Google Self-Driving Car Caused its First Accident
While driving in autonomous mode, a Google self-driving car struck a public transit bus in California on Valentine's Day. The Google self-driving car was trying to get around some sandbags on a street when its left front hit the bus' right side. Nobody was injured.
While driving in autonomous mode, a Google self-driving car was involved in a minor accident with a public transit bus in California on Valentine’s Day, according to an accident report (PDF) filed with the California Department of Motor Vehicles (DMV).
The accident report, signed by Chris Urmson, director of Google’s self-driving car project, says the Google self-driving car was trying to get around some sandbags on a street when its left front struck the bus’ right side. The car was going 2 mph, while the bus was going 15 mph.
Google said its car’s safety driver thought the bus would yield. No injuries were reported at the scene. Google’s next monthly self-driving car report will be out in a couple days, hopefully Google will address this incident.
The report does not say who was at fault. However, if it’s determined the Google self-driving car was at fault, it would be the first time one of its self-driving cars caused an accident while in autonomous mode.
Update at 3:20 PM ET: Google released a portion of its February self-driving car report early to address the bus crash. Google said the incident is something that happens “every day” on the road. Google also said it “clearly bear[s] some responsibility.” More from Google:
“Our test driver, who had been watching the bus in the mirror, also expected the bus to slow or stop. And we can imagine the bus driver assumed we were going to stay put. Unfortunately, all these assumptions led us to the same spot in the lane at the same time. This type of misunderstanding happens between human drivers on the road every day.
“This is a classic example of the negotiation that’s a normal part of driving — we’re all trying to predict each other’s movements. In this case, we clearly bear some responsibility, because if our car hadn’t moved there wouldn’t have been a collision. That said, our test driver believed the bus was going to slow or stop to allow us to merge into the traffic, and that there would be sufficient space to do that.”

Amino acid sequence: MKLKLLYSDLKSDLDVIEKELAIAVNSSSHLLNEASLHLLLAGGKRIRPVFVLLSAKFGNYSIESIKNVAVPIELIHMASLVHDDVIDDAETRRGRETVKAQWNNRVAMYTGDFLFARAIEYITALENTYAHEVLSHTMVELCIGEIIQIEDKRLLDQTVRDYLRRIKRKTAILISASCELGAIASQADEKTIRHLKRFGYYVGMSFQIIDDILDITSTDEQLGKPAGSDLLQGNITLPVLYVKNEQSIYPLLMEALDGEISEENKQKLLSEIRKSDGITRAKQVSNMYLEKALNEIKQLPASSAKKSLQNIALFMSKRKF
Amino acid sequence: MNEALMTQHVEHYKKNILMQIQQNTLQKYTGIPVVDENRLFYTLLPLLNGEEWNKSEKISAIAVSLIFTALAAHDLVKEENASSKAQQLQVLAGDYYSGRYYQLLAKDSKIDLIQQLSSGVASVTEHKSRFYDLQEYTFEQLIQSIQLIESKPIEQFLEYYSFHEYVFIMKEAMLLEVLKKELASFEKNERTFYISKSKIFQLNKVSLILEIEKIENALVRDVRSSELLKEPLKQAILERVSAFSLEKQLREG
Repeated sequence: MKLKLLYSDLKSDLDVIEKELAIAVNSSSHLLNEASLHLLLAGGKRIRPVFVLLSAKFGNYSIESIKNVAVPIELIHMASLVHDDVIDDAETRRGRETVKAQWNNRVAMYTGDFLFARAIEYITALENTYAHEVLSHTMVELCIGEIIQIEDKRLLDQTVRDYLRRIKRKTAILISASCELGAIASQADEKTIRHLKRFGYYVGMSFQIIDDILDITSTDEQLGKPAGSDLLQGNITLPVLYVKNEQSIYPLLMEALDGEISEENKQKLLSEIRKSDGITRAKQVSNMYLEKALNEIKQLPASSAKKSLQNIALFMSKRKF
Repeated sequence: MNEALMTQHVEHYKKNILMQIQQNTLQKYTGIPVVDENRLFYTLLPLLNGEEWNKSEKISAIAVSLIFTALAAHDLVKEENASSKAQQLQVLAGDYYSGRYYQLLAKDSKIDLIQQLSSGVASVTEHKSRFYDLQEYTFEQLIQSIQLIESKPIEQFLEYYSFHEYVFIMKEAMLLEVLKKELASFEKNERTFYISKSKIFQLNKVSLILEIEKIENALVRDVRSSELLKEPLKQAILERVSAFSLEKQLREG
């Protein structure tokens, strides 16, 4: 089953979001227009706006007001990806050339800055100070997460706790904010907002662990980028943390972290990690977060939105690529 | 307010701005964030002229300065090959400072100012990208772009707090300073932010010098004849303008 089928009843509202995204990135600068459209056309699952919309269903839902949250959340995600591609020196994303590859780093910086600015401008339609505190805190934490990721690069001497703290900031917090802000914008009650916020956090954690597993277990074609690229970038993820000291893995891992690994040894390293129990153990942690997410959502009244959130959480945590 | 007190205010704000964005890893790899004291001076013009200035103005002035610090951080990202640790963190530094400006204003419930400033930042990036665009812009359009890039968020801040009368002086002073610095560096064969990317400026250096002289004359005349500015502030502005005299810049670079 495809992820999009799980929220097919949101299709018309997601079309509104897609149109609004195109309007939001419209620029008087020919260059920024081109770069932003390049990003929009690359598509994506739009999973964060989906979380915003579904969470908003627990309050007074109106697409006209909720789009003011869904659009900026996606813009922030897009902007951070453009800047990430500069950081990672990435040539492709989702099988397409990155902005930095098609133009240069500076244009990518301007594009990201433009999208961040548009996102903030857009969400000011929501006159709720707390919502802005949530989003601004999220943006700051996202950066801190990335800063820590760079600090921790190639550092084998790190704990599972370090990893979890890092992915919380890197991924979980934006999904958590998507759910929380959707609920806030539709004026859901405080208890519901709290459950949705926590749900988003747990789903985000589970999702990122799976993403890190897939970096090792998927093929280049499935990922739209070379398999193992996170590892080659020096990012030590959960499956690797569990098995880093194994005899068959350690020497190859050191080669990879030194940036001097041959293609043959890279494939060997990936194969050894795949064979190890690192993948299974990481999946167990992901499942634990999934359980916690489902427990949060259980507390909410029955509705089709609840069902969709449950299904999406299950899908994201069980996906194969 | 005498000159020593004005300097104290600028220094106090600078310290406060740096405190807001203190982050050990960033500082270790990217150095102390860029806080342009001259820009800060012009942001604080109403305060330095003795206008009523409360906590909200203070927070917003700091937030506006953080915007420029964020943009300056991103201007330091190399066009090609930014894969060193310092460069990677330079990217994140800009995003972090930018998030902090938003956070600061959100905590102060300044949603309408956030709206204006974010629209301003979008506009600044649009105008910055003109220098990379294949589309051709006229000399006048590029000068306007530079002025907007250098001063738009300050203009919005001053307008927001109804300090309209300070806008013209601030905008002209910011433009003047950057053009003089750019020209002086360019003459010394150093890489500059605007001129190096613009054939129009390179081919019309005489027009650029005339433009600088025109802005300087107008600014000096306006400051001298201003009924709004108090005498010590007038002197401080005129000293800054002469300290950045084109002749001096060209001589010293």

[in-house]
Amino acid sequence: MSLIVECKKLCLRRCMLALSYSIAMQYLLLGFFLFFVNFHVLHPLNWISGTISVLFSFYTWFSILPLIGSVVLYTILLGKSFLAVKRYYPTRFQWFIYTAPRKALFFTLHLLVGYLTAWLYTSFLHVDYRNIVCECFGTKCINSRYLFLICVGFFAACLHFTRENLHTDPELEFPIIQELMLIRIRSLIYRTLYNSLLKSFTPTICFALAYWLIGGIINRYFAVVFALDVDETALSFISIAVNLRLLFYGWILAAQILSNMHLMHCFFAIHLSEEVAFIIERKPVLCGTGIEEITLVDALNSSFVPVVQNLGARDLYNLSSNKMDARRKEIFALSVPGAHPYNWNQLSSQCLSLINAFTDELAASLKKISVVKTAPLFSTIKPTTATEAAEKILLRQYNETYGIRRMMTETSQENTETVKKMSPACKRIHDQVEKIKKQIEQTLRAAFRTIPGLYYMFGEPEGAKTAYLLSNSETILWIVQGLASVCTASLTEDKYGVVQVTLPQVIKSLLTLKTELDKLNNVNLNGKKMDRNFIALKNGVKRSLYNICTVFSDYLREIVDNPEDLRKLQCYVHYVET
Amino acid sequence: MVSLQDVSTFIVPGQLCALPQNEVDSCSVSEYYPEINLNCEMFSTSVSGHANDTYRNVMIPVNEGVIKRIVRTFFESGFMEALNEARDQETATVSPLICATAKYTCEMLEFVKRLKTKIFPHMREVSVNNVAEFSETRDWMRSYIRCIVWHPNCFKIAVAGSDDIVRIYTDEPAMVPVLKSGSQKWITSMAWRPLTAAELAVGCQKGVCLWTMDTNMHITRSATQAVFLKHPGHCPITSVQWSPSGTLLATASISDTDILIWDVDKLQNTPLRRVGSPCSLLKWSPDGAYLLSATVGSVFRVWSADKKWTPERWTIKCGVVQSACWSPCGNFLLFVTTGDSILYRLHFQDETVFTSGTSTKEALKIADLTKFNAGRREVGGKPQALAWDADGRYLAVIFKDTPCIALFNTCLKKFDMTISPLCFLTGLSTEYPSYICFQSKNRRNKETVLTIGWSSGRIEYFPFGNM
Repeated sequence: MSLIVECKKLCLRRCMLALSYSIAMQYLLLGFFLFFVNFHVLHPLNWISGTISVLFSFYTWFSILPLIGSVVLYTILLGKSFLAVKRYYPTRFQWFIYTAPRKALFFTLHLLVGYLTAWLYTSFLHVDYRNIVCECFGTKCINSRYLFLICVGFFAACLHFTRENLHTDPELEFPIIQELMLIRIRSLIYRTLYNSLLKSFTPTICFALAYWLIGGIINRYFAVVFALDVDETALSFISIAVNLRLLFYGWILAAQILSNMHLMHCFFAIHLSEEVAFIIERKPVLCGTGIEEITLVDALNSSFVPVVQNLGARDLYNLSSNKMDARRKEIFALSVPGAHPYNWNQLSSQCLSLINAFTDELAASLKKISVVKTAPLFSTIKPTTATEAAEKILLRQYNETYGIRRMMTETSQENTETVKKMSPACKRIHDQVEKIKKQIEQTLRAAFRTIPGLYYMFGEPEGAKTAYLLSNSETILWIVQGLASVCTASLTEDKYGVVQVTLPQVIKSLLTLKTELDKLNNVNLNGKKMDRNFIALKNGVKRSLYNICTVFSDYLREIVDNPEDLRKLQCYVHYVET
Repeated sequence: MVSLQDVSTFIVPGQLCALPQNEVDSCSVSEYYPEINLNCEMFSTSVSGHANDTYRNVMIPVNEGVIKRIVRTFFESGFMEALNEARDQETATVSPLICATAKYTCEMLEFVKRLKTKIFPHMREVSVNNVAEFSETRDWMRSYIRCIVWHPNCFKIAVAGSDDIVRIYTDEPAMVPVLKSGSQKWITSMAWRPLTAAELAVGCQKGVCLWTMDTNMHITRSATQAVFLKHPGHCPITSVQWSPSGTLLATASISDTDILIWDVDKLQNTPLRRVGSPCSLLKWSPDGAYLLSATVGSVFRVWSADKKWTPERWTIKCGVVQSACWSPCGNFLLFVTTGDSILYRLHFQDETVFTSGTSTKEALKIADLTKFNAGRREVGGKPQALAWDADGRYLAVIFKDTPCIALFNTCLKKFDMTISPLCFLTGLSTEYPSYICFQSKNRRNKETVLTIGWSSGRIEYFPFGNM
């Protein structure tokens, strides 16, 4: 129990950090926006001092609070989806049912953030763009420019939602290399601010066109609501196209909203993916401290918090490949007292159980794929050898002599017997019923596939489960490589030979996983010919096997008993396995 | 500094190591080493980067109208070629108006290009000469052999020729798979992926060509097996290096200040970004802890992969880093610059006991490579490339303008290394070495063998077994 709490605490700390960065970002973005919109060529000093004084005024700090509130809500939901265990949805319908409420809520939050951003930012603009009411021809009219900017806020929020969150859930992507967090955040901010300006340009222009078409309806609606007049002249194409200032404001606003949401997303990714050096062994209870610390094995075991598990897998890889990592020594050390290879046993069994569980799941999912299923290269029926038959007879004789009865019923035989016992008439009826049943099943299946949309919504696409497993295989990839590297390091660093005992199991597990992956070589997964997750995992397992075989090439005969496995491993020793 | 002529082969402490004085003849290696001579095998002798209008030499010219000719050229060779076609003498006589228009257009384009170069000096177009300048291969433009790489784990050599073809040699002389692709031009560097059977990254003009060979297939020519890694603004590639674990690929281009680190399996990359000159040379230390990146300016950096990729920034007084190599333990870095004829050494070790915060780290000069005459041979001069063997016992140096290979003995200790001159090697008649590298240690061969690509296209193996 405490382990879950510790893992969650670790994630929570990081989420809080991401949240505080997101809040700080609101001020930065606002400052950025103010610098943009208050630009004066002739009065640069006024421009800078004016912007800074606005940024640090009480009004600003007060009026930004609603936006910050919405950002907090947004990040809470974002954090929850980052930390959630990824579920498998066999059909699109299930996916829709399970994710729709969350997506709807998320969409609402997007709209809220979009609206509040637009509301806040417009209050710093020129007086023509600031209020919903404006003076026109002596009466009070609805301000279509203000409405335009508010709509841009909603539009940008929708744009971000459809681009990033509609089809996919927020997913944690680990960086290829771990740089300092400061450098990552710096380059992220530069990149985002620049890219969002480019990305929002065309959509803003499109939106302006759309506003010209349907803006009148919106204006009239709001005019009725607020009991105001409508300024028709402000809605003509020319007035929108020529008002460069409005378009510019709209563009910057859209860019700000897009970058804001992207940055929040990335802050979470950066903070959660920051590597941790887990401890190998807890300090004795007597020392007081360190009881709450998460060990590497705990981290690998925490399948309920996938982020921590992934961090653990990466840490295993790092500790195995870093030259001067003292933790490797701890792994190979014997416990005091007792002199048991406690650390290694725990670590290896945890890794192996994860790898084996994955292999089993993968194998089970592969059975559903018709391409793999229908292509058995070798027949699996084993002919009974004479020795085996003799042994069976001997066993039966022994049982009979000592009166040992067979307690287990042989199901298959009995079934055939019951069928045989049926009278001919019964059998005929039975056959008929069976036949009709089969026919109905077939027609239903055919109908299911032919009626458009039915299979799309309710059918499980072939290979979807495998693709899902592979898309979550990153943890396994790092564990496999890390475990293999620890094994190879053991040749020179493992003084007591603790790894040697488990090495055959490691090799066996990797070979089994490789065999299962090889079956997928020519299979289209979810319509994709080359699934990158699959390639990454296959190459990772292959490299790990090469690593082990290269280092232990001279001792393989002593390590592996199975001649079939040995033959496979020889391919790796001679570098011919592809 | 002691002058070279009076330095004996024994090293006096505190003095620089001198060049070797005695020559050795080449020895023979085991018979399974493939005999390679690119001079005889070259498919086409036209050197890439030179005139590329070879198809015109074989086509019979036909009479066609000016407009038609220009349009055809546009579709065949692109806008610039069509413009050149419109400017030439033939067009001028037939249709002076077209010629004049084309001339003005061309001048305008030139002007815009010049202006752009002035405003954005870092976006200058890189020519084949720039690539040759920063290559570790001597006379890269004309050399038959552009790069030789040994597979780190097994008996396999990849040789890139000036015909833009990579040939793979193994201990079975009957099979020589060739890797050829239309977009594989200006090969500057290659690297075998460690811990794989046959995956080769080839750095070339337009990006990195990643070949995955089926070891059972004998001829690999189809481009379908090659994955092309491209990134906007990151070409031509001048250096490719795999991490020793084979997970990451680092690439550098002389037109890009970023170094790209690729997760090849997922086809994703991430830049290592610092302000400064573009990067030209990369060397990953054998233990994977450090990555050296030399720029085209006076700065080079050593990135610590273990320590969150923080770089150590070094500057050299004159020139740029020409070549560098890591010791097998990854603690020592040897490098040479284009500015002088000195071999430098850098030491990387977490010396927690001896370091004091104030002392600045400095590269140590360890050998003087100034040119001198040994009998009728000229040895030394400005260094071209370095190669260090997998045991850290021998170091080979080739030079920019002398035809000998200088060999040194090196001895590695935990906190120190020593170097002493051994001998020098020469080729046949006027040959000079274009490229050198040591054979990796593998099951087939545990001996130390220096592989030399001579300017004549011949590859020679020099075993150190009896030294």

Here’s how the accident report (PDF) describes the accident:
“A Google Lexus-model autonomous vehicle (“Google AV”) was traveling in autonomous mode eastbound on El Camino Real in Mountain View in the far right-hand lane approaching the Castro St. intersection. As the Google AV approached the intersection, it signaled its intent to make a right turn on red onto Castro St. The Google AV then moved to the right-hand side of the lane to pass traffic in the same lane that was stopped at the intersection and proceeding straight.
“However, the Google AV had to come to a stop and go around sandbags positioned around a storm drain that were blocking its path. When the light turned green, traffic in the lane continued past the Google AV. After a few cars had passed, the Google AV began to proceed back into the center of the lane and pass the sandbags. A public transit bus was approaching from behind.
“The Google AV test driver saw the bus approaching the left side mirror but believed the bus would stop or slow to allow the Google AV to continue. Approximately three seconds later, as the Google AV was reentering the center of the lane it made contact with the side of the bus. The Google AV was operating in autonomous mode and traveling less than 2 mph, and the bus was traveling at about 15 mph at the time of contact.
“The Google AV sustained body damage to the left front fender, the left front wheel and one of its driver’s-side sensors. There no injuries reported at the scene.”
Here is a look at the intersection at which the accident occurred (via Google Maps):
The California DMV said it hoped to speak with Google today for further details of the accident. Robotics Trends has reached out to Google for comment.
Google has been testing two dozen self-driving Lexus SUVs near its Silicon Valley headquarters. Google’s self-driving cars have driven more than 1.3 million miles since 2009. As of January 2016, they had been involved in 17 crashes, all caused by human error.